Irregular heartbeats can take a toll on your daily life. But a pacemaker can help improve the quality of life.
Ever felt your heart skipping a beat? A missing beat by itself might not be significant but if you notice other symptoms like fatigue, weakness, fainting spells, and an inability to cope with the normal routine then you need to see your cardiologist for a complete assessment of your heart’s functions.
Prema Raman* was in her sixties, an active woman who could multi-task with ease. But episodes of irregular heartbeats was taking an toll of her life. Prema’s cardiologist put her on a holter, which records one’s ECG for 24 hours during normal activity and the pulse as well. To her horror, the doctor told her that she needed a pacemaker. Apart from irregular heartbeats, she also bradycardia (slow heartbeat), which could be dangerous, with her pulse dipping to 35 at night when she was asleep. She was traumatised and terrified but felt better after her doctor explained what was happening.
When the heart’s two upper chambers, the atria, contract, blood is pumped into the two lower chambers, the ventricles. The ventricles then contract and pump blood to the rest of the body. The combined contraction of the atria and ventricles is a heartbeat. The heart has its own internal electrical system to control the rate and rhythm of heartbeats. With each heartbeat, an electrical signal spreads from the top of the heart to the bottom.
Each electrical signal normally begins in a group of cells called the sinus node or sinoatrial (SA) node. As the signal spreads from the top of the heart to the bottom, it coordinates the timing of heart cell activity. Faulty electrical signaling in the heart causes arrhythmias.
Pacemakers use low-energy electrical pulses to overcome this faulty electrical signalling.
A pacemaker is a small device that is placed in the chest or abdomen to help control abnormal heart rhythms. This device uses electrical pulses to prompt the heart to beat at a normal rate. Pacemakers are used to treat arrhythmias. A fast heartbeat is called tachycardia A slow heartbeat is called bradycardia. During an arrhythmia, the heart may not be able to pump enough blood to the body. This can cause symptoms such as fatigue (tiredness), shortness of breath, or fainting. Severe arrhythmias can damage the body's vital organs and may even cause loss of consciousness or death.
Pacemakers can be temporary or permanent. Temporary pacemakers are used to treat short-term heart problems, such as a slow heartbeat that is caused by heart attacks, surgery or an overdose of medicine. They are also used during emergencies. They might be used until your doctor can implant a permanent pacemaker or until the temporary condition goes away.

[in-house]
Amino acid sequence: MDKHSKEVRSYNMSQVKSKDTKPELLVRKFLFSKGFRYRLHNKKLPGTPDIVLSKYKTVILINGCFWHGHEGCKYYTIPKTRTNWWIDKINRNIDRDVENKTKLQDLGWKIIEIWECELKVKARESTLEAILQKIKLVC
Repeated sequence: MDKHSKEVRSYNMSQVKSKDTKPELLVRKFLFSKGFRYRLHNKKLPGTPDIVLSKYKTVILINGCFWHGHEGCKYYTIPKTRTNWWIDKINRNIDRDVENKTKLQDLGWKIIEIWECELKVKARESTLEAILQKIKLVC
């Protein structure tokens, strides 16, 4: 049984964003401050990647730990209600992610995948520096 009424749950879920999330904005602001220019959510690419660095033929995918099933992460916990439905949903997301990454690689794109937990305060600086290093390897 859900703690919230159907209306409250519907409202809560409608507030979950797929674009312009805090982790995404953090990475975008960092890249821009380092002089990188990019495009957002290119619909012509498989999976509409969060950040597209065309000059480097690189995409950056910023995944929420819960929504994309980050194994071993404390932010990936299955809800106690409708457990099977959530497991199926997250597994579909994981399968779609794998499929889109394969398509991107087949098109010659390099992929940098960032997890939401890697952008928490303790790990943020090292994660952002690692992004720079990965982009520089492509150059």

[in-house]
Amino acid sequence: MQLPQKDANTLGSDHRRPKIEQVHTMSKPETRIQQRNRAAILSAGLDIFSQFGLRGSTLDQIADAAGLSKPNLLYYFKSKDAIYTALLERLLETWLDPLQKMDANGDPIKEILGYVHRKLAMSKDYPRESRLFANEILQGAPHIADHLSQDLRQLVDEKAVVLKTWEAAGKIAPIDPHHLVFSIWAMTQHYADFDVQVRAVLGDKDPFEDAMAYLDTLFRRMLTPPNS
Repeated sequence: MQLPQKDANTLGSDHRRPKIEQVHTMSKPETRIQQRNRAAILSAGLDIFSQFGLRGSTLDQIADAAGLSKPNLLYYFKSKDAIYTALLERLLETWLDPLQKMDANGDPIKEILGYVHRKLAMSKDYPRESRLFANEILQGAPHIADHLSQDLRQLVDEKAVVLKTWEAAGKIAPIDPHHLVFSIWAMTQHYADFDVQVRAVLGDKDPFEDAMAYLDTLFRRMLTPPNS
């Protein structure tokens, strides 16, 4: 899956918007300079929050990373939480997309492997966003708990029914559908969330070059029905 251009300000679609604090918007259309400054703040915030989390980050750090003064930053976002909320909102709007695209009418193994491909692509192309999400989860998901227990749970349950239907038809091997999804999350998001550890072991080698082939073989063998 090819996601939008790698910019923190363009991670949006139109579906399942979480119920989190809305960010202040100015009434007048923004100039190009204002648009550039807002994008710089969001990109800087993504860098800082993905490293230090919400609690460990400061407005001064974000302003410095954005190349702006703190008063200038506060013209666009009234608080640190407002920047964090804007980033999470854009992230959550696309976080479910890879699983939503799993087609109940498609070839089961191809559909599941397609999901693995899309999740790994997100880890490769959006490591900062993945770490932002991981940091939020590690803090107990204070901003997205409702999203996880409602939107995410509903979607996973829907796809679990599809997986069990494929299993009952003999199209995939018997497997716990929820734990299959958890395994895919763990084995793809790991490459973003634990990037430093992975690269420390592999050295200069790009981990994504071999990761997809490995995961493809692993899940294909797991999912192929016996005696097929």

When is a pacemaker recommended? “Due to an atrio-ventricular block the heart rate may be low or absent resulting in momentary block or loss of consciousness, occasionally even seizures. Then pacemaker implantation is mandatory. A pacemaker is also useful when the pumping efficacy of heart is low,” says Dr. S. Thanikachalam, Chairman and Director of Cardiac Care Centre, Sri Ramachandra University, Chennai.
Aging or heart disease damages your sinus node’s ability to set the correct pace for your heartbeat. This can cause slower than normal heartbeats or long pauses between heartbeats. This condition is called sick sinus syndrome and also warrants implantation of a pacemaker.
What precautions are advised post-surgery?
“Since we keep our patients for a week following the procedure, we make sure the wound is healing well, and dressed regularly,” says Dr. T.R. Muralidharan, Electro-Physiologist, Professor of Cardiology, Cathlab-in-Charge SRMC who does about 70-80 pacemaker implants a year. “The patient is advised not to shower for the first two or three days, and not lift the arm above the head or carry even small weights, or stretch the arm for about six weeks. After a month, if there is any discomfort it should be reported.”
Regular check ups once in 4-6 months are advised. The patient is advised to get into mainstream activity gradually like travelling, driving the car, swimming, resuming the job, golfing, and walking which will make you return to normal. Even sex is not barred. But there are some things to be avoided like entering an electromagnetic field. One should keep away from transformers, electric arc welding equipment and airport screening devices. The pacemaker identification card helps. MRIs are definitely to be avoided.
“Generally, we tell patients to avoid induction cooking, but the risks I believe are fairly small,” says Dr. Girish Narayan, Cardiac Electrophysiologist and Cardiologist, Palo Alto Medical Foundation and Staff Physician, Stanford University Hospital, “but you can check with the manufacturer of the device.”
“You should use the mobile phone on the opposite ear, and at least six inches away from the implant,” says Dr Muralidharan. “Other household appliances like microwave oven, electrical appliances, computers can be safely used.”
Pacemakers do improve the quality of life and the implant is a small procedure, but check with the doctor before taking any decision.
What does a pacemaker do?
Relieves arrhythmia symptoms, such as fatigue and fainting
Helps a person with abnormal heart rhythms resume a more active lifestyle
Monitors and records heart's electrical activity and rhythm
Newer pacemakers also monitor blood temperature, breathing rate, and other factors and also adjust heart rate to changes in activity.